Labyrinth is a progressive Christian community that is LGBTQ-led, racially inclusive, and open to all students, whether atheist, questioning, or devout.
We've all got a story to tell.
We’ve all got our own spiritual journeys. A couple of years ago, we asked some of our students to talk about their religious upbringing, how they ended up at Labyrinth, and where their spiritual journeys had taken them in college. Then thanks to a grant, we asked editors, animators, and musicians to help us bring those stories to life. Here’s one of the videos that emerged, representing one student’s particular spiritual path. We hope it helps you get to know us a little better.
It’s hard to say what Labyrinth as a whole believes, because we are primarily focused on spiritual exploration. We don’t have any particular creed or dogma we expect our members to conform to, just expectations about how we treat each other. That said, here are some general statements about our approach:
- We value exploration and hard questions about God, religion, and life in general, with no promise of easy answers.
- We believe in radical inclusivity, especially of our intersectional identities.
- We are a safe place to be openly gay and openly Christian on campus.
- We take the Bible seriously, but not too literally.
- We value open dialogue with people of other faiths to help us learn more about our own faith and to find common ground.
- We believe in working for justice and liberation for all people.
We get this question a lot! Yes. Both our ministers are Christian. We read the Bible in worship and Bible study. We celebrate Christian holidays. We also value the diversity found within the Christian tradition, and we don’t expect our members to hold to any particular creed or dogma – part of our free church roots. Whether or not our members identify as Christian is another question entirely. (Check out the video above for more on that.)
Our independent student ministry is supported by six local churches representing four denominations. These churches support us with generous gifts of space, food, money, and board leadership, but Labyrinth is and always has been student-driven and ecumenical.
In short, no. We have no interest in forcing labels or boxes that aren’t life-giving. Instead, we try to make space for everyone to explore spirituality and figure out what works for them within a supportive and diverse community. We’ve had several atheists come through Labyrinth and even serve as officers. (If you still aren’t sure, watch the video above!)
Yes! We have loved having both undergraduate and graduate students participate in Labyrinth.
Our weekly schedule changes from semester to semester, depending on the kinds of events our members want to have. We always do worship, Bible study, community meals, and monthly social events. We also add events to our schedule based on the particular interests of our group, such as book club, movie night, meditation, and yoga.
Not at all! We provide a variety of opportunities to connect throughout the week, recognizing that everyone has different wants and needs on their spiritual journey. Come to what interests you, and don’t worry if you can’t come all the time. We are always happy to see you!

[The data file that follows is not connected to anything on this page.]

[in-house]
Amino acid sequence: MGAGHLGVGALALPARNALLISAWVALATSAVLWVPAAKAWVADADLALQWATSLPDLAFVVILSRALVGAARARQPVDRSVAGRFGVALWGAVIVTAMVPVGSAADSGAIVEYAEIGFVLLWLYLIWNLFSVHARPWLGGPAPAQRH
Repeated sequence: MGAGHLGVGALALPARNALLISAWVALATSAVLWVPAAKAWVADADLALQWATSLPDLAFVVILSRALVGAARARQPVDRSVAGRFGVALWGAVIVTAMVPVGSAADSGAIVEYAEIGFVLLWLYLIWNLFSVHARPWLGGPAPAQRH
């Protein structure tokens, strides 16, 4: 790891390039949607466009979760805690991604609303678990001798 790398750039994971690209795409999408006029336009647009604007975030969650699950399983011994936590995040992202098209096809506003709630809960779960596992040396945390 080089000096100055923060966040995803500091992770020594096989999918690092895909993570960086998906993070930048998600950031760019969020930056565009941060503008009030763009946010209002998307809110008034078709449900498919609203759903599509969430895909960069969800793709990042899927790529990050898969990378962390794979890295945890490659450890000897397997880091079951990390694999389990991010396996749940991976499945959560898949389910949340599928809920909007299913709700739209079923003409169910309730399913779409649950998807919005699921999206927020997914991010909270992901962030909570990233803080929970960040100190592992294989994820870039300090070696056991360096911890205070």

We choose a topic for each semester (check out our Bible Study page for more info). Typically, we pic a book from the bible to read in the fall. During the spring semester we examine particular topics, something like mental health or sexuality. When we’re reading a book of the Bible, we’ll read a few chapters together and learn about the historical and cultural background. We’ll ask questions – nothing is off limits – and talk about what it brings to mind. You don’t have to have any prior knowledge or your own Bible. When we study a topic, we bring in all kinds of sources – scientists, theologians, activists, and of course, the Bible.
We gather in the chapel to sing, pray, read scripture, discuss, and hold sacred space together. Our format can change from week to week, especially for special services such as Día de los Muertos and Palm Sunday, but here are some of the important pieces that are almost always present:
- Music – using a variety of sources, including some written especially for our community
- Call to Presence – when we set our intentions for our time together
- The Reading – usually from the Bible, but sometimes we’ll include other writings
- Community Prayers – when we share our joys and concerns with each other
- Spoken Word – varies a lot, from sermons to group discussions to open mics to videos to a combination of all of them
- Communion – an ancient ritual of connection, to our tradition and to each other
- Benediction – a sending in peace to close our time together
After worship, we always have a meal together. This is a great time to build community and continue conversations that emerged in worship.
While the seeds of Labyrinth were planted around 2010, we’ve officially been an independent campus ministry since the 2013-2014 school year.
The chapel is on 22nd Street between Guadalupe and San Antonio – look for the door in the middle of a mural. You can navigate to 457 W. 22nd Street to get close. The orange door to the student lounge is in an alley between University Christian Church and the UTC, right off of 21st Street near the Littlefield fountain. You can navigate to 101 W. 21st Street to get close.
Yes! On Sundays, we can validate parking on the 2nd and 3rd floor of the Callaway House parking garage, using the entrance on Nueces Street between 21st and 22nd. This garage is just down the street from the chapel. We also have parking closer to our lounge for other events. Park in the spaces marked for University Christian Church in the lot on University Avenue, between Martin Luther King, Jr. Street and 21st Street, and make sure to get a parking pass when you get to the lounge.